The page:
Lord Of Flies

Why is it that when people are placed in situations where sanity and reason are
the keys to survival, people go crazy and end up ruining their chances to live?

All that they needed to ensure a chance for their rescue was the fire. I don\'t
see what is so hard about that. The fire gives off smoke, they then see the
smoke as a signal showing inhabitants on the island, then passers-by will go and
search for them. Plain and simple! Why did you require us to read this book? I
can think of one reason, being that no matter how old you are, morals and law
are necessary for survival. Yet, I still believe that this book, despite its
strong message, was weak and uninteresting. What was so great about hunting?

This obsession with hunting was what baffled me the most throughout this book. I
honestly don\'t see what was so great about it, and why they let it interrupt
their responsibilities. If they had not been distracted with hunting and just
tended to the fire like they were supposed to, it\'s possible that could have
been rescued earlier on in the book. "Kill the pig! Cut his throat! Kill
the pig! Bash him in!" (Chap. 7, pg. 114) This line shows that they have
pretty much lost it by now. It describes their loss of hope for rescue, and that
they have developed a superiority complex. The rush they get from ending a life
has made them go insane and clouded their judgement. As the book goes on and
they say this line more often, wackiness follows. "Coming?" (Chap. 7,
pg. 119) Although Ralph was a good leader and had good intentions, he was still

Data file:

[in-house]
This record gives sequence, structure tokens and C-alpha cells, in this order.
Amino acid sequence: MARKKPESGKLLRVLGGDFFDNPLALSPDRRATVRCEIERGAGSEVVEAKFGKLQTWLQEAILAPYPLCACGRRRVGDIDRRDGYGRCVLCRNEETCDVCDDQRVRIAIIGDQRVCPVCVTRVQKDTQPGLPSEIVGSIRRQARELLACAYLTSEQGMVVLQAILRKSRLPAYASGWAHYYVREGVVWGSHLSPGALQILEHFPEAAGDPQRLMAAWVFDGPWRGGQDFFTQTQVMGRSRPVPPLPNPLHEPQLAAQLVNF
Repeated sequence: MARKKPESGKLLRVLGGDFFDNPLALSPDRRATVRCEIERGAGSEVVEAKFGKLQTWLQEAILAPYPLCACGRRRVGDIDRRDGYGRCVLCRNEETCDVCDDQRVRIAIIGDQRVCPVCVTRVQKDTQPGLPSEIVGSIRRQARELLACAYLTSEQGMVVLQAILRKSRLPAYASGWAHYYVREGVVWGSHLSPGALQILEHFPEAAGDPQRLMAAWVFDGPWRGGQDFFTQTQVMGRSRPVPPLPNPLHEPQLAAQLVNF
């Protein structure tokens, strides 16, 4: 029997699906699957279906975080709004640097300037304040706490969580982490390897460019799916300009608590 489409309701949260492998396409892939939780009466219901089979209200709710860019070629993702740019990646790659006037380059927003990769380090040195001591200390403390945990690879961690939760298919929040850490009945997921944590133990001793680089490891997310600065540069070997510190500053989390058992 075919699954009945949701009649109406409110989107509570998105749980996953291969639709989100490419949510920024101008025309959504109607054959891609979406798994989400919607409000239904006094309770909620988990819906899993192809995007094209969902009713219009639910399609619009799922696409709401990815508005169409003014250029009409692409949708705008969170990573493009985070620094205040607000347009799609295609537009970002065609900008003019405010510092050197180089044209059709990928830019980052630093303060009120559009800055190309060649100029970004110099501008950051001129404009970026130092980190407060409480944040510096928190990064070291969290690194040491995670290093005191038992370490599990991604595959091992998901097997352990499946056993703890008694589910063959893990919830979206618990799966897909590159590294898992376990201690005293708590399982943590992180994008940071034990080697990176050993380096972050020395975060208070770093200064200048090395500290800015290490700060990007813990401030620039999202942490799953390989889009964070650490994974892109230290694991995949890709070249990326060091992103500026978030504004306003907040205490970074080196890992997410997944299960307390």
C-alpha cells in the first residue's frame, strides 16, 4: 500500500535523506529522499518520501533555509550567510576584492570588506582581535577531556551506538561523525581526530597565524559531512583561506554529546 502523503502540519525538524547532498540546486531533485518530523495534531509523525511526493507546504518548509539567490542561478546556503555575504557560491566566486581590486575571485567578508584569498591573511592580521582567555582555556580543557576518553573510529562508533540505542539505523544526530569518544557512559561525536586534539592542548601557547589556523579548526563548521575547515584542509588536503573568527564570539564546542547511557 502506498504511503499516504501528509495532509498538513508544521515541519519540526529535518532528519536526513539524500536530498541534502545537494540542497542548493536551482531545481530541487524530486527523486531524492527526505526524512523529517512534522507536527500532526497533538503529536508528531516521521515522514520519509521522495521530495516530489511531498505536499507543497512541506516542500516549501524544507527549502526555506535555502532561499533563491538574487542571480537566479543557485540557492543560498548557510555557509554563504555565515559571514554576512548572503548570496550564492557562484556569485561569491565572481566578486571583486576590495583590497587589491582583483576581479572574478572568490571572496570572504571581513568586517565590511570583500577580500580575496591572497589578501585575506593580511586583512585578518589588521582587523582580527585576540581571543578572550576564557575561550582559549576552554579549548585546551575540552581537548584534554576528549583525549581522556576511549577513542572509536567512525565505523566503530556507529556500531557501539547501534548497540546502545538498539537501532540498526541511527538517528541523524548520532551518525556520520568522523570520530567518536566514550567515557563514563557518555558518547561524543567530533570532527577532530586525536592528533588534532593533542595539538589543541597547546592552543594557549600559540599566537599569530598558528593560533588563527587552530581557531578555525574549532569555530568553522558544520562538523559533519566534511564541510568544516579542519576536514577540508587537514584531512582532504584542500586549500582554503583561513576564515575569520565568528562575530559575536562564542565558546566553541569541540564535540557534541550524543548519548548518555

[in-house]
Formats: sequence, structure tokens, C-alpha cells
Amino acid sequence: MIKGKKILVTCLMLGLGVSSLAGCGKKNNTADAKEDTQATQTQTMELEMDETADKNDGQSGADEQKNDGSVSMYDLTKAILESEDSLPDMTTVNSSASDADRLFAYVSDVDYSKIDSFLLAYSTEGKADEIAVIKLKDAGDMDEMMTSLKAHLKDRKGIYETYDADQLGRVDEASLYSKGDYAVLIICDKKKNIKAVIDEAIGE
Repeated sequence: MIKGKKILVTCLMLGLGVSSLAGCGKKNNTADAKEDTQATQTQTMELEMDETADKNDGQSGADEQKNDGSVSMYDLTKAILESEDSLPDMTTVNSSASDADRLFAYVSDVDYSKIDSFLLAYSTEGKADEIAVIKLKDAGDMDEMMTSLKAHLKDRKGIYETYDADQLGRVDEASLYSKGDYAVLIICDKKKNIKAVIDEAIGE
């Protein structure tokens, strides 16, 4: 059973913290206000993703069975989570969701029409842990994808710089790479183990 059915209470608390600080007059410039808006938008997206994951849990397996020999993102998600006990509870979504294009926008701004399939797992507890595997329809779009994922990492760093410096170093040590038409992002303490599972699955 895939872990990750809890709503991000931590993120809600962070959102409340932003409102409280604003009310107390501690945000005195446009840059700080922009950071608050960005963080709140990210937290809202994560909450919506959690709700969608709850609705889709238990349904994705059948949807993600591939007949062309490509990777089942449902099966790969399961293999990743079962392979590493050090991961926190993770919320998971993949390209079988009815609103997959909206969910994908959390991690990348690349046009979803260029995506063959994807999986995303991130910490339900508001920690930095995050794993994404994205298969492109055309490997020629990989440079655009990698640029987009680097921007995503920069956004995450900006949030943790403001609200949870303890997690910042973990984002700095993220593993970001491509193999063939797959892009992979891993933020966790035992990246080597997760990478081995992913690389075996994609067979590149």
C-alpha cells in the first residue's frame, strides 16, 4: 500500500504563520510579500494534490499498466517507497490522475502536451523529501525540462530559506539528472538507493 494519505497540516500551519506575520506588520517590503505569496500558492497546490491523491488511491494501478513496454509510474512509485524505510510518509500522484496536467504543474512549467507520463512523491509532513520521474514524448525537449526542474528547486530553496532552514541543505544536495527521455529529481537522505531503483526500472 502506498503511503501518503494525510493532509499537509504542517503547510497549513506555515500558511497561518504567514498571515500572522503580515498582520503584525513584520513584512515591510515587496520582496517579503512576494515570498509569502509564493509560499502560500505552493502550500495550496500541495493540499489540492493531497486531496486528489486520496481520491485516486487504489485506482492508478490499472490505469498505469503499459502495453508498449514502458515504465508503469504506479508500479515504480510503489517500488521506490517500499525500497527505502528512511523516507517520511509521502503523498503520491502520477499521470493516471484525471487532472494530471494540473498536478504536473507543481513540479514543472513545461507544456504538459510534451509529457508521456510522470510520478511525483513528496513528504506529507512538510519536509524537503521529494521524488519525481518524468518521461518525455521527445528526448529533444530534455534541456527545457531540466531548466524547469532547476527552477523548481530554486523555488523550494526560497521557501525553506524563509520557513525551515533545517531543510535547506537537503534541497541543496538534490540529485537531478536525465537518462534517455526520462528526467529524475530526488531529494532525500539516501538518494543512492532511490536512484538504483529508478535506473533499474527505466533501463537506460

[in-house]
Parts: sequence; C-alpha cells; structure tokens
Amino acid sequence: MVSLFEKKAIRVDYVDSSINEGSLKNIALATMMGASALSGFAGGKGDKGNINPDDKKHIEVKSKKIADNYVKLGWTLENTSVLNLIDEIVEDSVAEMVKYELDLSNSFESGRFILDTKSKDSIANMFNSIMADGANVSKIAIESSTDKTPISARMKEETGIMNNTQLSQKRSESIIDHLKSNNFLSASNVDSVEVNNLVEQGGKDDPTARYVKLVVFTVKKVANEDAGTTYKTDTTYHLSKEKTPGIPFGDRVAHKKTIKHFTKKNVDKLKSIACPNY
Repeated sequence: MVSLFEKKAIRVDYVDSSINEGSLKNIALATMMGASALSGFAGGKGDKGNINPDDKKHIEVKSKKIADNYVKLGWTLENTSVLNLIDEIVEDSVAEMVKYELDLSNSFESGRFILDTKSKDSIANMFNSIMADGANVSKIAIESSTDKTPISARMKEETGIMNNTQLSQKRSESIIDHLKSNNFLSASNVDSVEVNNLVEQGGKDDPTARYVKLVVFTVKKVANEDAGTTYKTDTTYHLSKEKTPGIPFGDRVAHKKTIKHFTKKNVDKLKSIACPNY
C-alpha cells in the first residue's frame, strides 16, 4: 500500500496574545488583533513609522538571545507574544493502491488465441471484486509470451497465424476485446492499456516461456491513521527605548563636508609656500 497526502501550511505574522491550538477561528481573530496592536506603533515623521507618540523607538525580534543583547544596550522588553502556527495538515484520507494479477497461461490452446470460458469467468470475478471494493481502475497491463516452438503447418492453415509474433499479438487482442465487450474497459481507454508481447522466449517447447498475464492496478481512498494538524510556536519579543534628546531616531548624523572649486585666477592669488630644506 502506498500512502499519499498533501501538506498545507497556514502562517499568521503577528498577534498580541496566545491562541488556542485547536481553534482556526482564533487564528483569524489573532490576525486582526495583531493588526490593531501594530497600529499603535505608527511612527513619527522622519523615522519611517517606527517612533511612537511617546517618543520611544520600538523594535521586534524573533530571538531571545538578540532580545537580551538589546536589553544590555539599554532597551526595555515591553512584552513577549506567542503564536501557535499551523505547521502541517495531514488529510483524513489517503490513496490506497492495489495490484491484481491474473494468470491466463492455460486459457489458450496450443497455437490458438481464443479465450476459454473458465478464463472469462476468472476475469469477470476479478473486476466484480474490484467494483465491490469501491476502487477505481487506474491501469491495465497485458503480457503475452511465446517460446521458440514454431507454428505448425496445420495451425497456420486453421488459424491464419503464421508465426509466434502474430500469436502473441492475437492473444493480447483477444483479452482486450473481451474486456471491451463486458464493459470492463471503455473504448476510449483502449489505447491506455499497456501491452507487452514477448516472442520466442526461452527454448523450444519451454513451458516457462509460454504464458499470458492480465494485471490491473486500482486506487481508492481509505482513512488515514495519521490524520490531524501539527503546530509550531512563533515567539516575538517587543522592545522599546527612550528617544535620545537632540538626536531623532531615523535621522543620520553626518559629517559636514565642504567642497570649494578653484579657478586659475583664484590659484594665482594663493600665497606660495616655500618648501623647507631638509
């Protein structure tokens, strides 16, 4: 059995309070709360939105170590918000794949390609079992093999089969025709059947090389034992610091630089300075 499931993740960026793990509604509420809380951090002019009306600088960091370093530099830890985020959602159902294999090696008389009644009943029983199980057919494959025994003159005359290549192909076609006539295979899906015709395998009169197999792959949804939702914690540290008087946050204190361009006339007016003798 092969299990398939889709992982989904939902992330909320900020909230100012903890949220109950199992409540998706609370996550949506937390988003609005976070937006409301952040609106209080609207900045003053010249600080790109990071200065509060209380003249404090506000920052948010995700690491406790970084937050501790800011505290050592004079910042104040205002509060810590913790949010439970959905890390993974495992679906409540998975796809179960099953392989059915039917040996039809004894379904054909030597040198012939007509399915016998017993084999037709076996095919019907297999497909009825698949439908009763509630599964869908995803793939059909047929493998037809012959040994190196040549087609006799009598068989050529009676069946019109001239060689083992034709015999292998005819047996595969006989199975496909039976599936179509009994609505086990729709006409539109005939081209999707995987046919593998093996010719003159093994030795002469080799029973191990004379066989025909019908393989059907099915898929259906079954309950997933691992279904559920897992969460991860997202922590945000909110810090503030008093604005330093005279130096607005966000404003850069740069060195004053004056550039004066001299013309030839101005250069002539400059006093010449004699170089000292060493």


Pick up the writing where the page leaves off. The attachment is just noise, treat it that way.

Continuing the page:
somewhat passive because he always gave in to whatever Jack said. He would let

Jack walk all over him which was a factor in the "biguns" leaving his
group and joining Jack\'s chaotic tribe. "No. They\'re not as bad as that. It
was an accident." (Chap. 12, pg. 184) Despite the bad things they\'ve done
and the chaos that was spreading throughout the island, they were still just
children. Innocent, naive, and unaware of the outcomes of their actions. They
know that what they\'ve done was wrong but they refuse to admit it, they dilute
themselves. The title: Lord of The Flies relates to the story mainly through

Simon. We hear about him seeing and speaking to the Lord of The Flies and the
pig\'s head in the book. He is the only character known to interact with the Lord
of The Flies and is told by him that he holds their fates on this island. Also,
the title Lord of The Flies relates with the story through the children. They
flutter around the animal carcasses the way flies would. The boys celebrate
killing pigs by dancing about its carcass. Similar to the way flies swarm around
a rotting corpse. Which would make Jack, the Lord of The Flies since he leads
the boys in their wrong doings and gets the biggest rush from killing, and
celebrates the most. The scene opens with the survivors gathering and trying to
act rationally by creating electing a leader and focusing on the most important
thing, their rescue. This relates to the way the boys try to act civilized and
just, yet they cannot escape the fact that they are still mere children.

Susceptible to the "dark side" and not fully responsible. It describes
how naive they are. The physical setting of this story, takes place on an
uncharted desert island in the ocean. Very similar to the tropical islands of
the Pacific. It is very lush, verdant, and fruitful. The island is shaped like a
boat. It contains a jungle and orchards that are at the low end of the island,
which rise to a treeless, rocky mountain ridge. There is a warm water lagoon
which the boys bathe in, and a natural platform of fallen trees where they would
hold their meetings. Also, there is a castle at the other end of the island that
rises several hundred feet above the sea. The societal structure was democratic
yet bias. All of the boys were from somewhat aristocratic societies since they
most likely belonged to a rich boarding school if they were flown from place to
place. They discriminated against the "littluns" and Piggy because
they were unable to help and saw them as useless. Many felt the need to be in a
higher position than the other. Yet they